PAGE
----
I would say that I had the start of my faith crisis about 7 years ago. I don’t look back at the emotional turmoil with much fondness as it was quite gut-wrenching. Without trying I have always been one to look at situations and attempt to evaluate them from something of an observer. I have been told that I over-think some things rather than just experience them. This has been the case with my faith crisis and as I move into what I would call my faith journey (of course our entire lives are journeys, but my faith crisis was certainly the biggest change I experienced). I have written some about this in The Road Less Traveled post and in other posts I have made on this site. I have made a bit of a study of faith crisis as I find it interesting the patterns that many experience in and after a faith crisis. I have read books such as, “Disenchanted Lives: Apostacy and Ex-Mormonism among the Latter-day Saints” by E. Marshall Brooks and several books from the sociologist Armand Mauss where he views the LDS church with his sociologist lens. And of course there now limitless blogs, sub-reddit’s, youtube channels, etc. to see how people experience these transitions.
Like many others I have moved from having a (somewhat) very clear set of what I was led to believe about God to much more of an “I don’t know” position. Pre-faith crisis I would have assumed this would be totally alarming, but I have come to be comfortable and enjoy not having all the right answers, but having lots of questions to contemplate. With that I have branched out listening to quit a variety of voices. Many don’t resonate with me, but a few do. There are two that call me to give Christianity another look.
I just finished reading the book, “Inspired” by Rachel Held Evans. I really enjoy her books and a few articles I have read from and about her. Many of you may recall that she passed away unexpectedly a year ago this week. Before she passed I had her book, “Searching for Sunday: Loving, Leaving, and Finding the Church” on my list of “to read.” Hearing of her passing moved it to the top of my list and I really enjoyed it. I feel a bit sad that I didn’t get to know of her work before she passed. I love her honesty and insight leave me wanting to try to feel/believe as she does.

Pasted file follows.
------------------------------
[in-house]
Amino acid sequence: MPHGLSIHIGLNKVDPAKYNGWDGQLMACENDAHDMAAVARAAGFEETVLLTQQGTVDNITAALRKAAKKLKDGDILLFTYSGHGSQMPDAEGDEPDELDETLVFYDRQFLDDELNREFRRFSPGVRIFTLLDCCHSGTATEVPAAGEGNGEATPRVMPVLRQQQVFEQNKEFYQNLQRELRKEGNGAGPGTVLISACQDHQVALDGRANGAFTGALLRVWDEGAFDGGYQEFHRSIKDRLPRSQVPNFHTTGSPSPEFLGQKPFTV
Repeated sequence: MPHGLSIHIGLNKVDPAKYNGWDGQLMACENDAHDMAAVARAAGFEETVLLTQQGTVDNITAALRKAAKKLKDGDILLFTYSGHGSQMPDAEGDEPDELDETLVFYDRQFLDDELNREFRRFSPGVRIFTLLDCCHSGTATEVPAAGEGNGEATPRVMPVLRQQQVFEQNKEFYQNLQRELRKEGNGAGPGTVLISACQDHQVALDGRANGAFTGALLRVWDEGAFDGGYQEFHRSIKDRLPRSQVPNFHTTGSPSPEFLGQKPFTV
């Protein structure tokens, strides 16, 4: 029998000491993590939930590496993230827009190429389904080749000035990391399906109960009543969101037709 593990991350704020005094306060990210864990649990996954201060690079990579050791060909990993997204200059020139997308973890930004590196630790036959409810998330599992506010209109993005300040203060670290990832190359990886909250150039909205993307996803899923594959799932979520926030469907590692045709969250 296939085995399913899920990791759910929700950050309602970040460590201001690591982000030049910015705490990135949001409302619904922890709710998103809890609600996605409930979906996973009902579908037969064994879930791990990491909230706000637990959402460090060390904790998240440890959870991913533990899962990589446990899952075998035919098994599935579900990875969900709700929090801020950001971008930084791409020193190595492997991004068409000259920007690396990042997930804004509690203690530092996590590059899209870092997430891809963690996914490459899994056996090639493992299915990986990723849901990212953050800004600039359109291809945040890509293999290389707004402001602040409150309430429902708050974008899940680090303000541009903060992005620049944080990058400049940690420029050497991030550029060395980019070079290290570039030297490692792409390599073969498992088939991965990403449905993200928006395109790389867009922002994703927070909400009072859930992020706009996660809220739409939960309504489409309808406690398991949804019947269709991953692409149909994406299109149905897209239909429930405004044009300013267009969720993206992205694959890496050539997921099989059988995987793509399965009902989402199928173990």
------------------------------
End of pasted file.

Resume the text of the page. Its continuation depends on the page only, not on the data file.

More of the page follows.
Another person that I really enjoy listening to is Richard Rohr. I have read several of his books and listened to his podcast, “Another Name for Every Thing.” I even mentioned in one of my posts a quote from Rohr that I rings true to my experience. It both gives respect to the LDS church where it is due, but also calls it out on a shortcoming. I think it was from a conversation he had with someone that was LDS.
Mormon’s do first-half of life spirituality better than anybody else. And you have almost no second half of life [that is taught]
There are also a pair of brothers that I also enjoy listening to their words. Those are Richard Ostler, the podcast host of “Listen, Learn, and Love” and David Ostler, the author of, “Bridges: Ministering to Those Who Question”. When I listen to either of them I hear someone so sound in their beliefs that they don’t defensibly react to others criticizing the LDS church. Instead they are willing to look at the criticism and also still love the person asking – even if they feel the criticism isn’t valid or it isn’t their experience. And they are willing to admit where there is room for improvement. I love that both of them are doing more than just pointing out issues, but they are working to help fix the issues.
I consider some of these people my spiritual heros. One thing that I notice among all of these is that they are willing to critique and admit there are issues to be worked on – in a loving way. To me that indicates this is an issues that I have – that I feel the LDS top leaders are not truly humble and willing to admit issues and then work to fix those issues. But I am not one that wants to march up to the church office building with signs and chants. That is my perspective and I respect that others don’t feel the same across the spectrum.
I am interested in hearing who are some of your spiritual heros and how they help you.